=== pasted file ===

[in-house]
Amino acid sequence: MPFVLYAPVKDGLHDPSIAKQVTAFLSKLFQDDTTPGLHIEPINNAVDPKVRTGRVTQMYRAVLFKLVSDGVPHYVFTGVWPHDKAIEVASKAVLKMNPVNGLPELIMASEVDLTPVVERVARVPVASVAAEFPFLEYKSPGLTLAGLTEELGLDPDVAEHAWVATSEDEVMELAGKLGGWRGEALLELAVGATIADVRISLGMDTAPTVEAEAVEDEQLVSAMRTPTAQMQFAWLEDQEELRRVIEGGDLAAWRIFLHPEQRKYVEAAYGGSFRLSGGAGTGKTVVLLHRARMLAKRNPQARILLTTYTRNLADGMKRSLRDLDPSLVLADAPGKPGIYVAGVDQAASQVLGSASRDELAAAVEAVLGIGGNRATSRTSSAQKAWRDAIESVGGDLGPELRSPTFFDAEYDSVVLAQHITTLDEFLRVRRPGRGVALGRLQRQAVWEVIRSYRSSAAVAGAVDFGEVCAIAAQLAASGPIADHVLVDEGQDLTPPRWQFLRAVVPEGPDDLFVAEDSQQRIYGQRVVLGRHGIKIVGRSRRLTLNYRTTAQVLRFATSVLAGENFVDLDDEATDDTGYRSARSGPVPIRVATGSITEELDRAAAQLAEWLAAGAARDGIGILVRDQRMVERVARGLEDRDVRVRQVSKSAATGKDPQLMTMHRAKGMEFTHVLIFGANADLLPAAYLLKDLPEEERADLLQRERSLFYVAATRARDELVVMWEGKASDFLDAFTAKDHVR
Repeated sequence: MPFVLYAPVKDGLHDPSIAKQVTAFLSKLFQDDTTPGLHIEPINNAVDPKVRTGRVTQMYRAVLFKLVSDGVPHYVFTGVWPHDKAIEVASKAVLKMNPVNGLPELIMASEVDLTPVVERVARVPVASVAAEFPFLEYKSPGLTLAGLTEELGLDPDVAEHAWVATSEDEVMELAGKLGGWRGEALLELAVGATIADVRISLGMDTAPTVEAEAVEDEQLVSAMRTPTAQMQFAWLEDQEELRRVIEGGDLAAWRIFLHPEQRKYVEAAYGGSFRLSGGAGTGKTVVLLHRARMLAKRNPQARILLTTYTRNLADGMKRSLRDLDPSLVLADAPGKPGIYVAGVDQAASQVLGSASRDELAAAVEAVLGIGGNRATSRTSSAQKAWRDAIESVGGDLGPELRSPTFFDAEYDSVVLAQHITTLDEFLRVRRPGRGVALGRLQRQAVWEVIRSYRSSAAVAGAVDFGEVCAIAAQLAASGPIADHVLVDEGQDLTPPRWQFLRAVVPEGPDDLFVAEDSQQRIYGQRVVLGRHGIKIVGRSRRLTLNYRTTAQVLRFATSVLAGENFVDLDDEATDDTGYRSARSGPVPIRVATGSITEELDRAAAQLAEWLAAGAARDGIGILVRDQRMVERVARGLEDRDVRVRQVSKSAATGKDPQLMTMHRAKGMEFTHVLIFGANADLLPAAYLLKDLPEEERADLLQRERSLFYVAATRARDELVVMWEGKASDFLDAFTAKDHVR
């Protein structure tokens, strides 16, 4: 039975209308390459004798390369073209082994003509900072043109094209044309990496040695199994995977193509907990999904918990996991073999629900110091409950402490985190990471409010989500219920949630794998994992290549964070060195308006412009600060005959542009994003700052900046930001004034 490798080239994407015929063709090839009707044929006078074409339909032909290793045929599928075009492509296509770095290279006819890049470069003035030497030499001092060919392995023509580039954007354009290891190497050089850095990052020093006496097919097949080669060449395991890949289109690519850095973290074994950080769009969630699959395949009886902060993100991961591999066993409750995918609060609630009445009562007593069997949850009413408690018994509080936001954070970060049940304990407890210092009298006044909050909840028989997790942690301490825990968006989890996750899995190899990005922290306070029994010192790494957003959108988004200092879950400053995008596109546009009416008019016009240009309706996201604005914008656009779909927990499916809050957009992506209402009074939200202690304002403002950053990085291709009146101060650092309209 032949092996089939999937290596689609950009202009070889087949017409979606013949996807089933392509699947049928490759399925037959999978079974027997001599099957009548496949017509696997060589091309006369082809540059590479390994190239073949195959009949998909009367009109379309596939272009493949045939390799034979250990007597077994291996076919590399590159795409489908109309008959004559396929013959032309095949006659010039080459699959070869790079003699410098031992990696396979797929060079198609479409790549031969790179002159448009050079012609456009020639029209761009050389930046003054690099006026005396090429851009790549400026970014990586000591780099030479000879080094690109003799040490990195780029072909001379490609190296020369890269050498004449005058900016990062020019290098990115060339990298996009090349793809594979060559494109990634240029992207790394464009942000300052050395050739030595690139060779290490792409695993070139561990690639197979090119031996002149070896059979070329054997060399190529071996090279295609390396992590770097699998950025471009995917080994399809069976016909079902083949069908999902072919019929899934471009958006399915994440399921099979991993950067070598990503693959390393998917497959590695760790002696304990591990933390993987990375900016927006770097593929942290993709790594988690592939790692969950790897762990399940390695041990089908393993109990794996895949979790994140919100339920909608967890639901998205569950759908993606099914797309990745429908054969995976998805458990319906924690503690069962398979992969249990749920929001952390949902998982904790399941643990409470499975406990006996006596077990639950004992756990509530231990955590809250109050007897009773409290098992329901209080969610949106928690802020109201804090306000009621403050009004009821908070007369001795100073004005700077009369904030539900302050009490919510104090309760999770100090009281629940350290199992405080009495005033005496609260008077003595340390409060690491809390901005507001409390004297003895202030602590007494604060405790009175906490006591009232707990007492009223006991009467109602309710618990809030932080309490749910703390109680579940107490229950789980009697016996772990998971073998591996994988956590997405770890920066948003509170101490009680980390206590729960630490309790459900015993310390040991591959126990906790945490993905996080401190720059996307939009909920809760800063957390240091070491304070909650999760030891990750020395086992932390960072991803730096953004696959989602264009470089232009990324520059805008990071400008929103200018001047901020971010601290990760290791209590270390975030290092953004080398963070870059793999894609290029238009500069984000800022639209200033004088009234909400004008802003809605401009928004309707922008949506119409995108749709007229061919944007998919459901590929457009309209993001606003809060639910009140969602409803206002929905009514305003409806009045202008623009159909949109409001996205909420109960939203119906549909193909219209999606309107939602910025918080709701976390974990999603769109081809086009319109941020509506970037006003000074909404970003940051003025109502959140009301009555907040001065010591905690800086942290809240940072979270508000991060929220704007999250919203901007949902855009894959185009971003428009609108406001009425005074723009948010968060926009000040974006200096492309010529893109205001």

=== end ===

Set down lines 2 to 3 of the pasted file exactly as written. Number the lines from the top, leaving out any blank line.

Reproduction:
Amino acid sequence: MPFVLYAPVKDGLHDPSIAKQVTAFLSKLFQDDTTPGLHIEPINNAVDPKVRTGRVTQMYRAVLFKLVSDGVPHYVFTGVWPHDKAIEVASKAVLKMNPVNGLPELIMASEVDLTPVVERVARVPVASVAAEFPFLEYKSPGLTLAGLTEELGLDPDVAEHAWVATSEDEVMELAGKLGGWRGEALLELAVGATIADVRISLGMDTAPTVEAEAVEDEQLVSAMRTPTAQMQFAWLEDQEELRRVIEGGDLAAWRIFLHPEQRKYVEAAYGGSFRLSGGAGTGKTVVLLHRARMLAKRNPQARILLTTYTRNLADGMKRSLRDLDPSLVLADAPGKPGIYVAGVDQAASQVLGSASRDELAAAVEAVLGIGGNRATSRTSSAQKAWRDAIESVGGDLGPELRSPTFFDAEYDSVVLAQHITTLDEFLRVRRPGRGVALGRLQRQAVWEVIRSYRSSAAVAGAVDFGEVCAIAAQLAASGPIADHVLVDEGQDLTPPRWQFLRAVVPEGPDDLFVAEDSQQRIYGQRVVLGRHGIKIVGRSRRLTLNYRTTAQVLRFATSVLAGENFVDLDDEATDDTGYRSARSGPVPIRVATGSITEELDRAAAQLAEWLAAGAARDGIGILVRDQRMVERVARGLEDRDVRVRQVSKSAATGKDPQLMTMHRAKGMEFTHVLIFGANADLLPAAYLLKDLPEEERADLLQRERSLFYVAATRARDELVVMWEGKASDFLDAFTAKDHVR
Repeated sequence: MPFVLYAPVKDGLHDPSIAKQVTAFLSKLFQDDTTPGLHIEPINNAVDPKVRTGRVTQMYRAVLFKLVSDGVPHYVFTGVWPHDKAIEVASKAVLKMNPVNGLPELIMASEVDLTPVVERVARVPVASVAAEFPFLEYKSPGLTLAGLTEELGLDPDVAEHAWVATSEDEVMELAGKLGGWRGEALLELAVGATIADVRISLGMDTAPTVEAEAVEDEQLVSAMRTPTAQMQFAWLEDQEELRRVIEGGDLAAWRIFLHPEQRKYVEAAYGGSFRLSGGAGTGKTVVLLHRARMLAKRNPQARILLTTYTRNLADGMKRSLRDLDPSLVLADAPGKPGIYVAGVDQAASQVLGSASRDELAAAVEAVLGIGGNRATSRTSSAQKAWRDAIESVGGDLGPELRSPTFFDAEYDSVVLAQHITTLDEFLRVRRPGRGVALGRLQRQAVWEVIRSYRSSAAVAGAVDFGEVCAIAAQLAASGPIADHVLVDEGQDLTPPRWQFLRAVVPEGPDDLFVAEDSQQRIYGQRVVLGRHGIKIVGRSRRLTLNYRTTAQVLRFATSVLAGENFVDLDDEATDDTGYRSARSGPVPIRVATGSITEELDRAAAQLAEWLAAGAARDGIGILVRDQRMVERVARGLEDRDVRVRQVSKSAATGKDPQLMTMHRAKGMEFTHVLIFGANADLLPAAYLLKDLPEEERADLLQRERSLFYVAATRARDELVVMWEGKASDFLDAFTAKDHVR